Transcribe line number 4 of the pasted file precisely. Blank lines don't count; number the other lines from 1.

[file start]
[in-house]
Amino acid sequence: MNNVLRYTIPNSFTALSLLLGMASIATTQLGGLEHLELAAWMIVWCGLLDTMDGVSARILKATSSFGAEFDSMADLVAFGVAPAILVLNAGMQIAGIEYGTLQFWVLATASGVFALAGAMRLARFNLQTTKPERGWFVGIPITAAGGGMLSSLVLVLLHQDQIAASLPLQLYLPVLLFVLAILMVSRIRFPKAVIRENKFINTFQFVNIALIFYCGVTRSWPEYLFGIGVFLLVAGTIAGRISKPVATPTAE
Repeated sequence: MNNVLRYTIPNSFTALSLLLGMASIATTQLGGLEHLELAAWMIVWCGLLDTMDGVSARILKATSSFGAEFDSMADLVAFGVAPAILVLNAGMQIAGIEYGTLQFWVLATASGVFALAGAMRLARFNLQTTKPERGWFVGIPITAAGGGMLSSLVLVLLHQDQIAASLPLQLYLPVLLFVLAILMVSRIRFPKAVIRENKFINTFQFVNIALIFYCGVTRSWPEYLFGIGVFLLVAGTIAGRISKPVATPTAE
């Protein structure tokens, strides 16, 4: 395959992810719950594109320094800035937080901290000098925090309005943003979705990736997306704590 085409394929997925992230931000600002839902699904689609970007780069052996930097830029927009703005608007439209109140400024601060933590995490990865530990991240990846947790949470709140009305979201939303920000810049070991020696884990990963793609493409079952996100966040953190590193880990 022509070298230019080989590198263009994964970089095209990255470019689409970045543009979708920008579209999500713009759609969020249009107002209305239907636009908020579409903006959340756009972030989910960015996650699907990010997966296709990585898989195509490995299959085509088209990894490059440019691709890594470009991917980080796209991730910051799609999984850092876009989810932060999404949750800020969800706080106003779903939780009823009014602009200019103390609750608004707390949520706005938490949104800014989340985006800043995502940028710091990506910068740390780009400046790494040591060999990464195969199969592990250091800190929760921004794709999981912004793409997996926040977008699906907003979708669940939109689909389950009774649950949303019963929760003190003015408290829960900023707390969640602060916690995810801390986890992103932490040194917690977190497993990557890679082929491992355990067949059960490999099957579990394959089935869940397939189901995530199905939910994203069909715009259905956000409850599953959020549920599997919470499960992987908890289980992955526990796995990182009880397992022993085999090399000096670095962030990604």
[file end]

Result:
């Protein structure tokens, strides 16, 4: 395959992810719950594109320094800035937080901290000098925090309005943003979705990736997306704590 085409394929997925992230931000600002839902699904689609970007780069052996930097830029927009703005608007439209109140400024601060933590995490990865530990991240990846947790949470709140009305979201939303920000810049070991020696884990990963793609493409079952996100966040953190590193880990 022509070298230019080989590198263009994964970089095209990255470019689409970045543009979708920008579209999500713009759609969020249009107002209305239907636009908020579409903006959340756009972030989910960015996650699907990010997966296709990585898989195509490995299959085509088209990894490059440019691709890594470009991917980080796209991730910051799609999984850092876009989810932060999404949750800020969800706080106003779903939780009823009014602009200019103390609750608004707390949520706005938490949104800014989340985006800043995502940028710091990506910068740390780009400046790494040591060999990464195969199969592990250091800190929760921004794709999981912004793409997996926040977008699906907003979708669940939109689909389950009774649950949303019963929760003190003015408290829960900023707390969640602060916690995810801390986890992103932490040194917690977190497993990557890679082929491992355990067949059960490999099957579990394959089935869940397939189901995530199905939910994203069909715009259905956000409850599953959020549920599997919470499960992987908890289980992955526990796995990182009880397992022993085999090399000096670095962030990604």